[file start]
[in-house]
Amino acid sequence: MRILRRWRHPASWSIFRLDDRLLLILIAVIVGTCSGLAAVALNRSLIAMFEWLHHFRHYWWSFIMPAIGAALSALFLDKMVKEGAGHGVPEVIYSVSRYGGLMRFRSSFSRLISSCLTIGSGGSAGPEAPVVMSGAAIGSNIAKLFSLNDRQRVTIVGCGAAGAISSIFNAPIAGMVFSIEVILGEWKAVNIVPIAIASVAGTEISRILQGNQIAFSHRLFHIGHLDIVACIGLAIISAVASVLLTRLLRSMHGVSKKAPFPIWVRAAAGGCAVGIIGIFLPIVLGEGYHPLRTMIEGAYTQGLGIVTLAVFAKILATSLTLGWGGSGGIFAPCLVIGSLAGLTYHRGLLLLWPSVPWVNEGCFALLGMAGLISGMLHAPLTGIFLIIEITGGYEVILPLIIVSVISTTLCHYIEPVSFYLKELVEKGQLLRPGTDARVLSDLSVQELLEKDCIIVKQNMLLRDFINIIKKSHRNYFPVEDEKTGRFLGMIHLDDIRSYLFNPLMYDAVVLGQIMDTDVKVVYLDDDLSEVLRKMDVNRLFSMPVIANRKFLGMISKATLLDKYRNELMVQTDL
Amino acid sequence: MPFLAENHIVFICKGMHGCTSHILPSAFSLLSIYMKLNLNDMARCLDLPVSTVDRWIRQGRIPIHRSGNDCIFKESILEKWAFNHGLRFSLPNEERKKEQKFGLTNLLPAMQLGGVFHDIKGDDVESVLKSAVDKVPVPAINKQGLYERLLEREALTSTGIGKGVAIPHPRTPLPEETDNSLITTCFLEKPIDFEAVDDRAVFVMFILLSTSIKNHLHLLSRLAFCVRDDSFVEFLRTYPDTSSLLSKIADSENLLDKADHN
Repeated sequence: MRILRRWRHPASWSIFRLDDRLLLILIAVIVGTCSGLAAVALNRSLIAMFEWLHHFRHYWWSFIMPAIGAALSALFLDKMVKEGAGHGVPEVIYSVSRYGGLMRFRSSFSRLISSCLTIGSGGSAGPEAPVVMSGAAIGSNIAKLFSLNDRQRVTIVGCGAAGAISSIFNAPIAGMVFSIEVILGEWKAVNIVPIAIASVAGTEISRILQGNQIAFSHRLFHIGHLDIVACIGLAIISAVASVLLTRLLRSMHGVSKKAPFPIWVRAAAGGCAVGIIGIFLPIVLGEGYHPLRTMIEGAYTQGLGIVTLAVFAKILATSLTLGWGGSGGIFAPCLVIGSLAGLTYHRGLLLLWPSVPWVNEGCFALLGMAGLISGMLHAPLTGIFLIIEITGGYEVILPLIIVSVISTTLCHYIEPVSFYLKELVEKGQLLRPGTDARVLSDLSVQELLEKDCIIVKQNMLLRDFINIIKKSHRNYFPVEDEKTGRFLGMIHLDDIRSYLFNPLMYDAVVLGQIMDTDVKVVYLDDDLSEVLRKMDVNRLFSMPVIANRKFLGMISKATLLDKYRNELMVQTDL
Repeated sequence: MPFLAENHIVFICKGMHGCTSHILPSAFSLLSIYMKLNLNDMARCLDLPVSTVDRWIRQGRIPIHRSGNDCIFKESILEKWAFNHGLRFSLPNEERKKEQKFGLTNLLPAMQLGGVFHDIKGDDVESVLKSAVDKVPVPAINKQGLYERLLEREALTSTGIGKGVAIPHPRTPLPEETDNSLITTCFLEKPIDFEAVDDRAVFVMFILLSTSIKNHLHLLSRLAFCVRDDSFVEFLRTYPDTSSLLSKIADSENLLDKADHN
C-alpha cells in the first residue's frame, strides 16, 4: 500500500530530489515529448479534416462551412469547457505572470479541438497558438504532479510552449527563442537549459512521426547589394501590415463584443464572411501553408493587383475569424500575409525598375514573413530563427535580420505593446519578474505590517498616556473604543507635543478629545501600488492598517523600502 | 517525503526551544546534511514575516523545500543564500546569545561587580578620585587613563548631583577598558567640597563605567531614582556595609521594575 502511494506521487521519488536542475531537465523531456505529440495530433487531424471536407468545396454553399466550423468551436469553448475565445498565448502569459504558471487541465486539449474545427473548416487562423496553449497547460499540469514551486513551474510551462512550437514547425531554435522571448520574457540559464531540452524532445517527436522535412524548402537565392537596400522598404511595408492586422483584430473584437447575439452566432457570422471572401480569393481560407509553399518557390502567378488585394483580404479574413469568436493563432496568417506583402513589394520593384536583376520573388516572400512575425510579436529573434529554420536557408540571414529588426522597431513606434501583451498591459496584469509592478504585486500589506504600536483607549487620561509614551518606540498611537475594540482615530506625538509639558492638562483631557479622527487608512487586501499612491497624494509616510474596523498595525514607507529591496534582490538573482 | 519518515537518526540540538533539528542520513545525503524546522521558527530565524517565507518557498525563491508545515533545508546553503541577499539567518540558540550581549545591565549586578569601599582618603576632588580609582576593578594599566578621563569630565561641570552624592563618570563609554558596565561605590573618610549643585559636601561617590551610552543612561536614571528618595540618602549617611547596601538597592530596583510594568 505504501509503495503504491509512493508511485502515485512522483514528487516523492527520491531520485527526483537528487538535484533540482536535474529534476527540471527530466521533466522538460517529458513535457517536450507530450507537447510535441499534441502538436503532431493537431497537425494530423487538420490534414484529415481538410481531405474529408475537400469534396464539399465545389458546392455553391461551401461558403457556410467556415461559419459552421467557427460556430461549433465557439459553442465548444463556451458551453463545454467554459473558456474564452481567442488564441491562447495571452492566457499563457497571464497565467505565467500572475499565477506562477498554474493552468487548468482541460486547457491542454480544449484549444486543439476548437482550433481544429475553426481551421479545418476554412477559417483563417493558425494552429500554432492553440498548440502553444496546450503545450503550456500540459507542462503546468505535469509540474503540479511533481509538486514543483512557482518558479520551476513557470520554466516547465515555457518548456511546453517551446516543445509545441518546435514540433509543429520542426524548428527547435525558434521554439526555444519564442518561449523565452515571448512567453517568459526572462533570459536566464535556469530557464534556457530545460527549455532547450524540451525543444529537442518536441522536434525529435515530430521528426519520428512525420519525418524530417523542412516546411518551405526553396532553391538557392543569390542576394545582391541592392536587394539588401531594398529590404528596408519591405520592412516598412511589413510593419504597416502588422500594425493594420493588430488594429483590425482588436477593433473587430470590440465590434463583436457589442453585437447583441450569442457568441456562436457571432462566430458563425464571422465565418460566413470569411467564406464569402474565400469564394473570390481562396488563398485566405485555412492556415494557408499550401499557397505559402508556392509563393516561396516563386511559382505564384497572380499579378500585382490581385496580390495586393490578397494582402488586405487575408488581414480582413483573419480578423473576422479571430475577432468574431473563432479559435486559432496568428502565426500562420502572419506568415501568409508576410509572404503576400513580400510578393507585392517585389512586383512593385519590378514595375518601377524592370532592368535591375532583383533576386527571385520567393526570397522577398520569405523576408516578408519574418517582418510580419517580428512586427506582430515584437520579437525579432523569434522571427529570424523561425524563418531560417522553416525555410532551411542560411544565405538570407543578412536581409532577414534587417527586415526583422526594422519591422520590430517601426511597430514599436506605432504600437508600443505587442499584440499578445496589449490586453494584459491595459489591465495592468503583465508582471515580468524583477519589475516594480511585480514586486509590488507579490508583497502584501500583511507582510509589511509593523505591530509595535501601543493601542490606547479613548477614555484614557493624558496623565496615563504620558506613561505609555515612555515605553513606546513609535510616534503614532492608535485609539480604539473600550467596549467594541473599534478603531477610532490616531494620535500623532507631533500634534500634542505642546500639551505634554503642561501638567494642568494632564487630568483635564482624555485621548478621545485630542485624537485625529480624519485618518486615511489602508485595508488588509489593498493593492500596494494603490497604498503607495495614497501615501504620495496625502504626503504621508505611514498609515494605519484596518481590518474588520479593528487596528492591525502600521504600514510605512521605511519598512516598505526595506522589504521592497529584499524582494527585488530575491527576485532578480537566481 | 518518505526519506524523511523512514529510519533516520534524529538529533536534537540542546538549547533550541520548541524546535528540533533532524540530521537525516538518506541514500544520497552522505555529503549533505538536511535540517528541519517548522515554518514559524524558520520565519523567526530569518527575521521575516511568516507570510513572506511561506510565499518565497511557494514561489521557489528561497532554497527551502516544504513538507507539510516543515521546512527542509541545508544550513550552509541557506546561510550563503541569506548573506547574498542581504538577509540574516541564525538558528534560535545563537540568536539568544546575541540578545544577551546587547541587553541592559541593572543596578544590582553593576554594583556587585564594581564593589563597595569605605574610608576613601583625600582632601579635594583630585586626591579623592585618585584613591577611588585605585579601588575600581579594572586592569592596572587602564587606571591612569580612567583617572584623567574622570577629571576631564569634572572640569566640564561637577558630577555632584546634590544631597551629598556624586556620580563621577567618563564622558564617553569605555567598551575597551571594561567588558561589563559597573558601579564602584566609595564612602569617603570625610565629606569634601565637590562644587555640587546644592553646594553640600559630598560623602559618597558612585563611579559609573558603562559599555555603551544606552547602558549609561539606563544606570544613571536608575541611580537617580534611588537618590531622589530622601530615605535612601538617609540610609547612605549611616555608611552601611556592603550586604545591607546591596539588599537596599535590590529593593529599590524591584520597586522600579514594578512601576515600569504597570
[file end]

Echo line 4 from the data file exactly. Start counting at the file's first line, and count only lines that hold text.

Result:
Repeated sequence: MRILRRWRHPASWSIFRLDDRLLLILIAVIVGTCSGLAAVALNRSLIAMFEWLHHFRHYWWSFIMPAIGAALSALFLDKMVKEGAGHGVPEVIYSVSRYGGLMRFRSSFSRLISSCLTIGSGGSAGPEAPVVMSGAAIGSNIAKLFSLNDRQRVTIVGCGAAGAISSIFNAPIAGMVFSIEVILGEWKAVNIVPIAIASVAGTEISRILQGNQIAFSHRLFHIGHLDIVACIGLAIISAVASVLLTRLLRSMHGVSKKAPFPIWVRAAAGGCAVGIIGIFLPIVLGEGYHPLRTMIEGAYTQGLGIVTLAVFAKILATSLTLGWGGSGGIFAPCLVIGSLAGLTYHRGLLLLWPSVPWVNEGCFALLGMAGLISGMLHAPLTGIFLIIEITGGYEVILPLIIVSVISTTLCHYIEPVSFYLKELVEKGQLLRPGTDARVLSDLSVQELLEKDCIIVKQNMLLRDFINIIKKSHRNYFPVEDEKTGRFLGMIHLDDIRSYLFNPLMYDAVVLGQIMDTDVKVVYLDDDLSEVLRKMDVNRLFSMPVIANRKFLGMISKATLLDKYRNELMVQTDL